Police enforce sign policy

A talk in the library loggia on Feb. 23 drew fewer than 15 attendees, more than 26 protestors and two signs. The crowd had gathered to protest Traditional Values Club speaker Elton Moose and his talk entitled “A Scientific Overview of Homosexuality.”
The protestors sat quietly on the floor behind the seating area, their backs to the speaker’s podium. At one point, two students walked to the back with homemade signs. They were immediately confronted by Sinclair police officers.
“We’ve got to tell you to take the sign down,” an officer said to Aja Love, one of the sign-holding students. “Really, you don’t want to do this. We don’t care what your sign says, we care that you follow the procedure.”
Love’s sign read: “You can’t pray away the gay.” Next to her, Joe Moore held “love gay, cure bacon.” After a brief argument with the officers, the students agreed to put away their signs and sit with the other protestors.
According to Chief of Police Charles Gift, Sinclair has enforced a no-sign policy since 1990. The rule is covered by Sinclair’s Campus Access Policy, which sets parameters for the use of campus facilities.
“The policy is not all inclusive,” Gift said. “There are numerous situations that could arise that are not specifically addressed in the policy itself. [The police] retain full discretion to deal with these situations as they come up.”
Signs are not specifically mentioned in the policy, but are forbidden because they can be disruptive, said Gift. Distributing literature and using electronic voice amplification (e.g. loudspeakers) are also prohibited.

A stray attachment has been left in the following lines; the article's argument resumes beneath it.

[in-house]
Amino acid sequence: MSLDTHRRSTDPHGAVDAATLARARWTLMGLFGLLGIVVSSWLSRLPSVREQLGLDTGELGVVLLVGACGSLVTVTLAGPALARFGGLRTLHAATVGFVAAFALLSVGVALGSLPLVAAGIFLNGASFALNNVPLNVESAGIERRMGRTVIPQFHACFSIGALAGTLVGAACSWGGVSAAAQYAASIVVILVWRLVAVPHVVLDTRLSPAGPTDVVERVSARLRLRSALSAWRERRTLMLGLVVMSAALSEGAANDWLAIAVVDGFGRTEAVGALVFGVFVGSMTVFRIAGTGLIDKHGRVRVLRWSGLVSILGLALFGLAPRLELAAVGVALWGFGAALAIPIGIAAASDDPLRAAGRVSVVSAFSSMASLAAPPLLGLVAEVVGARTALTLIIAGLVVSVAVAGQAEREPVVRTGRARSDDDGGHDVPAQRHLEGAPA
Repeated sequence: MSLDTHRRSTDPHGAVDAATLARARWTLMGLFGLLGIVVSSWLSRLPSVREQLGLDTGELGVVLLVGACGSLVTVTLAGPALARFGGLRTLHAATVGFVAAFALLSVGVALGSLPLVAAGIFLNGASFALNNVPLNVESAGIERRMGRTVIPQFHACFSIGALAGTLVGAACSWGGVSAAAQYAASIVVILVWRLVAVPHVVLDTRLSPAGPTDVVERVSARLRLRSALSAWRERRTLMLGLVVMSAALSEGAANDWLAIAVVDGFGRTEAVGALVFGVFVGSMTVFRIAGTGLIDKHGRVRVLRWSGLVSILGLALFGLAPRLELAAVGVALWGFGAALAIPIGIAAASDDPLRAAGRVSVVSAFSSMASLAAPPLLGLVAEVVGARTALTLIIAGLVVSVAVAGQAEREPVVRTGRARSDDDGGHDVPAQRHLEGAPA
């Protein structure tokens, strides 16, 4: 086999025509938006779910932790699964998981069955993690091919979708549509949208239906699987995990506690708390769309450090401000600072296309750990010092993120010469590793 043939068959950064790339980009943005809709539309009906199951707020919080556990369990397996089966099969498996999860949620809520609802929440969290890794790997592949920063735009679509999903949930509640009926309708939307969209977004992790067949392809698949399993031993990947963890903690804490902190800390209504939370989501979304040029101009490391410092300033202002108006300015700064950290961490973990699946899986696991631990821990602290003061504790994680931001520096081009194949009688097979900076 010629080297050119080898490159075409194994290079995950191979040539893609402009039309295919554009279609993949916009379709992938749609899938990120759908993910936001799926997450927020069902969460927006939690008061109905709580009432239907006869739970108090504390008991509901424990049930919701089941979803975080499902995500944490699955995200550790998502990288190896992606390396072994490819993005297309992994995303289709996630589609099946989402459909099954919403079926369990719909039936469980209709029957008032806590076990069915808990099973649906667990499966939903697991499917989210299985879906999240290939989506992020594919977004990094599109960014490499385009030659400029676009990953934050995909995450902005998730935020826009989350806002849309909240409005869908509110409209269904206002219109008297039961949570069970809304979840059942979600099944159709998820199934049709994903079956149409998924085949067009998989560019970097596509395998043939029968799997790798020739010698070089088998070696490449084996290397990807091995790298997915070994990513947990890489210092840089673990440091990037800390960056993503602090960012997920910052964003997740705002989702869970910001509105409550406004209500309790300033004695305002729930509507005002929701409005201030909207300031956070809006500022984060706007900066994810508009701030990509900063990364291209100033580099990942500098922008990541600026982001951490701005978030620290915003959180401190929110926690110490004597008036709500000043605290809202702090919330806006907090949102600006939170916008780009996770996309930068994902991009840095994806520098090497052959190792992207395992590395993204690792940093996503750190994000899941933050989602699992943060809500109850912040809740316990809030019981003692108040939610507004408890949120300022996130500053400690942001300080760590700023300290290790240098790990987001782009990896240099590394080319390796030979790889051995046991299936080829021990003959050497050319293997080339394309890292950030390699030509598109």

Although Sinclair’s campus is public property, it is legally considered a limited public forum and administrators have control over the time, place and manner of events. According to the policy, “there is no absolute right to assemble, to make or hear a speech or make presentations, at any time or place regardless of the circumstances.”
“I think it really boils down to the discretion of the officers and the way in which it is handled,” said Ty Stone, director of business services. “The policy is in place and we have to allow all groups that we have come onto campus to do what they’re doing without disruption…and we try to maintain that across the board.”
Stone said that the school is working on revising the language of the campus access policy to make it easier to understand. Students will be asked for input on the new formulation.
“We’re not trying to censor anyone,” said Stone. “We’re here to support [students]; we’re here to support the free exchange of ideas the best we can.”
Gift recommends that students who plan to protest at an event contact the Sinclair police, for their own safety and to ensure that they fully understand the school’s policy. Failure to abide by the rules can result in the case being sent to Student Judicial Affairs or in criminal charges (disrupting a public meeting is a misdemeanor).
“We encourage people to have different opinions and to be able to voice those as long as they do it in a safe, courteous, and non-disruptive manner,” said Gift. “This policy does not control the content of speech, the only thing it controls is the time, place and manner of that speech.”

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